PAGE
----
NOTED WITH INTEREST
The Suspension of Belief
"Is the U.S. harvesting organs from Iraqis?" "Did the U.S. create Osama bin Laden?" "Was Saddam's capture faked?"
Those are the kinds of questions that keep Todd Leventhal busy. He's the State Department's sole counter-misinformation officer. He tracks conspiracy theories and urban legends, dissecting the inaccuracies and identifying the origins of questionable information that reflects poorly on the nation and its government.
Go to the State Department's "Identifying Misinformation" Web site ( http:/
The vast array of information posted there includes a brief mention of the legend of the woman who tried drying her dog by microwave oven and an exhaustively researched report -- nearly 6,000 words -- on rumors of Americans kidnapping children for organ and cornea transplants.
Besides the glut of Sept. 11, 2001, conspiracy theories, counter-misinformation work takes on various false rumors.
A sampling: AIDS was invented in a Pentagon laboratory; the author of an 1830 Islam-bashing book is President Bush's grandfather (although he was the cousin of Bush's great-great-great grandfather). It works over Hugo Chavez's oft-repeated claims that the United States plans to invade Venezuela (he has confused it with a Spanish military war game that has no U.S. involvement, the State Department says).
Many of the entries' titles are in question form, and "no" is almost always the answer.
"Clearly, they've been putting a lot of time and effort into it," said Barbara Mikkelson, one of the founders of Snopes.com, a Web site that tracks urban legends and assigns each a verdict of true, false or something in between.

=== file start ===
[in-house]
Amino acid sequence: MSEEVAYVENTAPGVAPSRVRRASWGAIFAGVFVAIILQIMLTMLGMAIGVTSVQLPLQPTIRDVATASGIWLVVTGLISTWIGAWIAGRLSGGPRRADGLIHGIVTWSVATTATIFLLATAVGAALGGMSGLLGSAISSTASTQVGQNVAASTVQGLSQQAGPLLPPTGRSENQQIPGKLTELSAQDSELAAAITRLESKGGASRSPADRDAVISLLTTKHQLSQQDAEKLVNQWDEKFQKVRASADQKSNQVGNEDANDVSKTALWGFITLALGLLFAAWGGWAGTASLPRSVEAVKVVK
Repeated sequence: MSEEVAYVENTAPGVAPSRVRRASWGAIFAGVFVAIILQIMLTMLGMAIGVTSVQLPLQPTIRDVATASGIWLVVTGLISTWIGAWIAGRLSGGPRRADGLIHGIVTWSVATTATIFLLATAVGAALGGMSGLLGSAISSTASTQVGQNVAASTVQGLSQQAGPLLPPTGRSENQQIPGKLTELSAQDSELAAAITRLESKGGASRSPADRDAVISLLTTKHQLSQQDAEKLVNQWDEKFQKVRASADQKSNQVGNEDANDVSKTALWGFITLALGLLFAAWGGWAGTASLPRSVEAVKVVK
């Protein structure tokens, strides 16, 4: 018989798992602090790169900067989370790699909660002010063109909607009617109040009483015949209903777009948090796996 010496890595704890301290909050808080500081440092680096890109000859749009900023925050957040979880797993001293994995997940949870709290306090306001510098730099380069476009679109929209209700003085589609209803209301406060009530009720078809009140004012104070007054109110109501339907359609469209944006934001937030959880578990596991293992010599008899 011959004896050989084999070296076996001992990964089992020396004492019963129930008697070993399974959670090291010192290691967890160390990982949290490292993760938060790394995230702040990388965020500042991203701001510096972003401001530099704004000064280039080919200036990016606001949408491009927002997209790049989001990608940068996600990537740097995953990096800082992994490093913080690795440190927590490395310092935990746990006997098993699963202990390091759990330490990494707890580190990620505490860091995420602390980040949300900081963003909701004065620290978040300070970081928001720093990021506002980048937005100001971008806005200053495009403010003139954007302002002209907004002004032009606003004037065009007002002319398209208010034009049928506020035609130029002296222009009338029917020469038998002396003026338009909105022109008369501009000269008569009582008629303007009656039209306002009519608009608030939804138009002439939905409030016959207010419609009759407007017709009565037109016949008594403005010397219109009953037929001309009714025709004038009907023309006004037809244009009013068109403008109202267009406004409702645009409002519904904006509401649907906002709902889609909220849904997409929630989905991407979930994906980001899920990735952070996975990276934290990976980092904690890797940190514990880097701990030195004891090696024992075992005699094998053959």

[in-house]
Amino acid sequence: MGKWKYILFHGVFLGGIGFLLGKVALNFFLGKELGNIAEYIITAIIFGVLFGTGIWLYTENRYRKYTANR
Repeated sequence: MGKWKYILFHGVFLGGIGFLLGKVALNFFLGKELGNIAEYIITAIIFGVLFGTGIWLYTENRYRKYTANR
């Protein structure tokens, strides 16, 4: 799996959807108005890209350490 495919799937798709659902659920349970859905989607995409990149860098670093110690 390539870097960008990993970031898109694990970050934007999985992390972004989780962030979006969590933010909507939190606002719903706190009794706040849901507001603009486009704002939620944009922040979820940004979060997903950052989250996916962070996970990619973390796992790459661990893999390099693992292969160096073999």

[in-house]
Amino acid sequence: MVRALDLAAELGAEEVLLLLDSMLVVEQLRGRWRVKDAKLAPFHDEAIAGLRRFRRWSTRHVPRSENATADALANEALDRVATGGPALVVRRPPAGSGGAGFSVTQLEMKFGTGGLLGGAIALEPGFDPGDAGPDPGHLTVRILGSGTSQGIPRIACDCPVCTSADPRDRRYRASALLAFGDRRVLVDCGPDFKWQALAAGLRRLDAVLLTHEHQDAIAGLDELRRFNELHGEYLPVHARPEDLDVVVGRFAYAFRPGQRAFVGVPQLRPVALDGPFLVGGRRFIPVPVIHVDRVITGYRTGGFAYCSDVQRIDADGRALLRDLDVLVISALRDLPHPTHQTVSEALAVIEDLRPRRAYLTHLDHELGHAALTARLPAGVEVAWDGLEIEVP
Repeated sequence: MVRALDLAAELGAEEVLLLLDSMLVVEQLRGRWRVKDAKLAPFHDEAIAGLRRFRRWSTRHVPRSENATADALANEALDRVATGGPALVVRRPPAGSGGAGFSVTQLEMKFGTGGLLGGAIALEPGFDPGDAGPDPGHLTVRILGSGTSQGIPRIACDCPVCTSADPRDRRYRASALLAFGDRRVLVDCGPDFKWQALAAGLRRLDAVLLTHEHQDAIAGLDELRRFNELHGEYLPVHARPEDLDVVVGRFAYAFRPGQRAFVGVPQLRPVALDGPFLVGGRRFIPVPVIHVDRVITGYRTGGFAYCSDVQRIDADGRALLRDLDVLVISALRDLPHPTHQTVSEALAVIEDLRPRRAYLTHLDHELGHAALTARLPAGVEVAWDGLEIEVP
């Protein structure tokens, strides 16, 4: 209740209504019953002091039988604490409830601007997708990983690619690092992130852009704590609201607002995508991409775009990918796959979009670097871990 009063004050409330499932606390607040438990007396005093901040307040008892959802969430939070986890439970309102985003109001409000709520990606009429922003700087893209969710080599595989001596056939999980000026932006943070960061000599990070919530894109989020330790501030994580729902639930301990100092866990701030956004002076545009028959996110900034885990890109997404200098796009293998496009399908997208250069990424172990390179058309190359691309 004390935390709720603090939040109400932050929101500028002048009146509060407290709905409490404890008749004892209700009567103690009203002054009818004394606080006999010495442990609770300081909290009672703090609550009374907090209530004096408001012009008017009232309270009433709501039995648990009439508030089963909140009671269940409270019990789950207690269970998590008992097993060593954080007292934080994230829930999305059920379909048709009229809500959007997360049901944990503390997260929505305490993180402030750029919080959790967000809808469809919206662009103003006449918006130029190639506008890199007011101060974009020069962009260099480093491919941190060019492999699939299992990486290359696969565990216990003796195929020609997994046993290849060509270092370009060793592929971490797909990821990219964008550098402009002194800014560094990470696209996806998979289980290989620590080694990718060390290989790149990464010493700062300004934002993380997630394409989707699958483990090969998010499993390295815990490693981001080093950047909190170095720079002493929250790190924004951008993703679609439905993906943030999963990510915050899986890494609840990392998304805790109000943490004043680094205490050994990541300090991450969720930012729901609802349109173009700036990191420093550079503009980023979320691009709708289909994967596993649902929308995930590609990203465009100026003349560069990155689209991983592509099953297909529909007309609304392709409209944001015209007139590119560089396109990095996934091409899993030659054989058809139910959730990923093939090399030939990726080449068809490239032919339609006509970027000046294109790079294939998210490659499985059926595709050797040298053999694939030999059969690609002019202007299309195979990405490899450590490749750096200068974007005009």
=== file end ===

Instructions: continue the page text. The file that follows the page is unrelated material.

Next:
"It's probably good thinking on the government's part, she said. "Generally, it is better to combat rumors than to let them lie. The best way to combat misinformation is with information."
But for all the work, the State Department doesn't do much to promote the results, at least in the United States. The agency did agree, though, to answer a series of questions by e-mail. Responses were attributed to "a State Department official."
The official said the State Department doesn't promote its counter-misinformation work in the United States because, by law, work in the International Information Programs Bureau is directed toward foreign audiences.
What's the budget for counter-misinformation work? The diffuse nature of the work, the official said, "makes it difficult to assign an exact figure."
How does counter-misinformation work? When U.S. embassies become concerned about misinformation gaining credence in their region of the world, the official said, they contact Leventhal.
"Mr. Leventhal leads the effort to collect information on 'myth busting,' drawing on the expertise of other offices to craft a response." Embassy officials then decide how best to use Leventhal's research to counteract the bad information.
-- Hartford Courant